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"We Tibetans are looking for a legitimate and meaningful autonomy, an arrangement that would enable Tibetans to live within the framework of the People’s Republic of China."

Chilly nights in Tibet

March 20, 2009

Bedding down at a Lhasa monastery means outdoor privies and yak butter tea
By Jack Drury
The National Post (Canada)
March 19, 2009

Tibetan lamas chant sutras during a prayer
session at the Tashilhunpo Monastery in Shigatse
of Tibet Autonomous Region, China. The
Tashilhunpo Monastery, built in 1447 by Gyalwa
Gendun Drup, is one of the four great monasteries
of the Gelugpa School of Tibetan Buddhism and the
seat of Panchen Lama. The monastery once housed
over 4,000 monks and now has about 600.

Monastery Guest House had a pious yet homey sound
to it, conveying a sense of comfort, warmth and welcome.

"A true monk would never live like this," I said too loudly.

"Take it easy," Ellen replied calmly. "We only have two more nights."

It was the third day of our five-day journey
through southern Tibet to the Nepali border. We
were sitting in the common room of the Monastery
Guest House, just eight kilometres from Mount
Everest Base Camp. We’d been there for only an
hour. In the common room, local men dressed in
parkas stared at us over cups of yak butter tea,
their ashtrays overflowing. The door was wide
open, to let the cigarette smoke escape. I’d
already inspected the facilities. Steamy,
overflowing outdoor toilets sat less than five
metres from the kitchen. Neither the common room
nor our $10-a-night dormitory room was heated.

I picked up Leon Uris’s Redemption, hoping to
bring out the true, strong Irish in me, but
stopped reading after just a few sentences. My
fingers were stiff from the cold. The open door
wasn’t doing anything to cut the smoke. Looking
out the frosted window, I made a decision. For
the next 20 hours, I wouldn’t eat or use the
toilet. The best way to accomplish this would be
by lying completely still — never mind that I was
just eight kilometres from the world’s most famous mountain.

"I’m going to bed. Wake me up when it’s time to
leave," I said to Ellen. It was just after 4 p.m.

It seemed like forever since we’d climbed aboard
the high-speed train in Beijing for the 48-hour
trip to Lhasa, Tibet’s capital. I should have
clued in when I realized that the sleeper
compartments were smaller than usual, and that
there were an extra two beds crammed into them.
Even squat toilets on the new but shaky
high-speed train hadn’t fazed me. Our original
plan had been to visit Lhasa for a few days, then
head back down through southern China and into
Vietnam. But our German friend Max talked us into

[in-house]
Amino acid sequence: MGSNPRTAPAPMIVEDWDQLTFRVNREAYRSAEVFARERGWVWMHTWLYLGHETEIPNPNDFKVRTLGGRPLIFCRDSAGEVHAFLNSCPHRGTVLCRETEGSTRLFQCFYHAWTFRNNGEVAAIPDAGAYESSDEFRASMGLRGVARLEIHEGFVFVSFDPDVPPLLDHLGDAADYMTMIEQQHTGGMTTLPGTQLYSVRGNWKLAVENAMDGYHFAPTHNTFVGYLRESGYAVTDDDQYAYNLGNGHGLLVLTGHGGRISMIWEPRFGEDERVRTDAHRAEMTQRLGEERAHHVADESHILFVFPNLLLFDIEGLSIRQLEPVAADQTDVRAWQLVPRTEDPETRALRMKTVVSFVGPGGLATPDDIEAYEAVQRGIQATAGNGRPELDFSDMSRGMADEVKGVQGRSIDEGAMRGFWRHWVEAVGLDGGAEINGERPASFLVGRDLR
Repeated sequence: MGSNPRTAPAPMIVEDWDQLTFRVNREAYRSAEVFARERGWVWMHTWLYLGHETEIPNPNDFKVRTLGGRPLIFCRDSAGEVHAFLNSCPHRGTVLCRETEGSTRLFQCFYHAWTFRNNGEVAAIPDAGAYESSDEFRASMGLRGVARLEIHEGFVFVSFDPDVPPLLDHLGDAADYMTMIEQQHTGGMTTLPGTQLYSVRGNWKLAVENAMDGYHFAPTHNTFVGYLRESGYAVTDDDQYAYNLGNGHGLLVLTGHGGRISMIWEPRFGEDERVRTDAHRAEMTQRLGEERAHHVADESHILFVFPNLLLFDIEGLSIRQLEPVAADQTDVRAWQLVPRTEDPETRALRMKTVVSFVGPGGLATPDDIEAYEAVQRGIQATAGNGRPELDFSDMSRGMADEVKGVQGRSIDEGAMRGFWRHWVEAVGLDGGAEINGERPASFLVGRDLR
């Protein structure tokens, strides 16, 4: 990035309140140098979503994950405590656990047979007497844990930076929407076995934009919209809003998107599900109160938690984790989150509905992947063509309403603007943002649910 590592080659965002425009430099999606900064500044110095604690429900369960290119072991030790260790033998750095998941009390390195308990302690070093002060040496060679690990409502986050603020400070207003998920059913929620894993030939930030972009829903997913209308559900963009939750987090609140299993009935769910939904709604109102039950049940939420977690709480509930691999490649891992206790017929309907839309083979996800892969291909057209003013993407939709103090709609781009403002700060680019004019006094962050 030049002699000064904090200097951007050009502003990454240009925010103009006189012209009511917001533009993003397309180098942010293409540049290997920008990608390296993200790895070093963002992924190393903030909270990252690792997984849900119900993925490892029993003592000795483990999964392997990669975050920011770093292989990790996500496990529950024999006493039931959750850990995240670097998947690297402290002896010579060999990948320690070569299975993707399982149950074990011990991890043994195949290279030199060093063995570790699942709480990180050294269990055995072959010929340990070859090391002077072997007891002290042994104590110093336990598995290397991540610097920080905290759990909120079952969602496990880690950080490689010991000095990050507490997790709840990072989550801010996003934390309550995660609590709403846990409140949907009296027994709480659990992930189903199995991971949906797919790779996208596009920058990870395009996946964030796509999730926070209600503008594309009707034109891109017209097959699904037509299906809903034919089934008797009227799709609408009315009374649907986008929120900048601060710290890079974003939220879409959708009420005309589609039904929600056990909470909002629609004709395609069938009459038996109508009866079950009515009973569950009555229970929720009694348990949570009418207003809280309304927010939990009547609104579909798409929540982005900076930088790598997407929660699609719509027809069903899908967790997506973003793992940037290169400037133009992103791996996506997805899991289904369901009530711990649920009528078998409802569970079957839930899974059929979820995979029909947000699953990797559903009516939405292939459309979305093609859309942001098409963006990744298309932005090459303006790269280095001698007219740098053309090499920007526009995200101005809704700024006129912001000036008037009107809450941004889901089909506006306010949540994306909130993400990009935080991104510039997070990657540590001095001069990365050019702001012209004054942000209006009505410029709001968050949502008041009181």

travelling overland to Nepal instead, with a
stopover at Everest. A local travel agent
provided us with a Land Cruiser and driver and
arranged accommodation along the way. It sounded like fun, at the time.

Once in Lhasa, we’d made our way to Drepung
Monastery, just outside the capital. It was
established in 1416 and was once the world’s
largest monastery. In the 1950s, more than 10,000
monks had resided there. In 1959, when the
Chinese invaded, only 300 escaped. Today, under a
Chinese-enforced capping rule, about 700 monks
live in this almost tourist-free monastery. For a
while, I wandered alone through the monastery,
weathered but still in remarkable condition,
half-expecting, half-wanting, to meet the ghosts of Drepung.

The following day, we’d driven beneath the
endless snowy Himalayan peaks on the southern
horizon east of Mount Everest. The barren
landscape is like being on the moon, and the
local people live like the Flintstones, without the amenities.

Once we stopped on a small switch-back to stretch
our legs. We hadn’t seen anyone in more than an
hour. As soon as our Land Cruiser came to a halt,
two children, maybe four years old, appeared,
looking as if they had crawled up out of the
earth itself. We often saw women walking the
plateau with wicker baskets strapped to their
backs. They collect yak dung to burn in their
stoves or sell as building materials. When their
baskets are full, they bag it and leave it by the
side of the road for men who come by in horse
carts to haul it off. A yak patty, which
resembles a good-sized hamburger patty, creates
about as much heat as the front section of a
weekday newspaper. It’s a mystery where the yaks
get the food to make the dung on the barren, lunar-like plateau.

And now I was dreaming frozen dreams at Monastery
Guest House. I was awoken at 2 a.m. by Ellen
rustling in the dorm bed that I’d pulled right up
alongside mine. She sounded panicky.

"I can’t breathe," she said.

"Stay calm, breathe in deep and slow, then out
the same way," I told her. "You’ll be OK."

I knew how she felt. It had happened to me when I
was putting the beds together. At 5,200 metres
above sea level, simple tasks leave you feeling lungless.

I fell back to sleep.

The next thing I heard was Ellen scraping frost off our dorm window.

"I slept in. The sun’ll be up in half an hour,"
she said as she frantically laced her boots.

It was a different panic now, that of missing the
sunrise over the top of the world. She was going
to trek to Everest base camp and that was that.

I pulled the covers over my head and fell back
into a deep sleep, dreaming of solid food and distant toilets.

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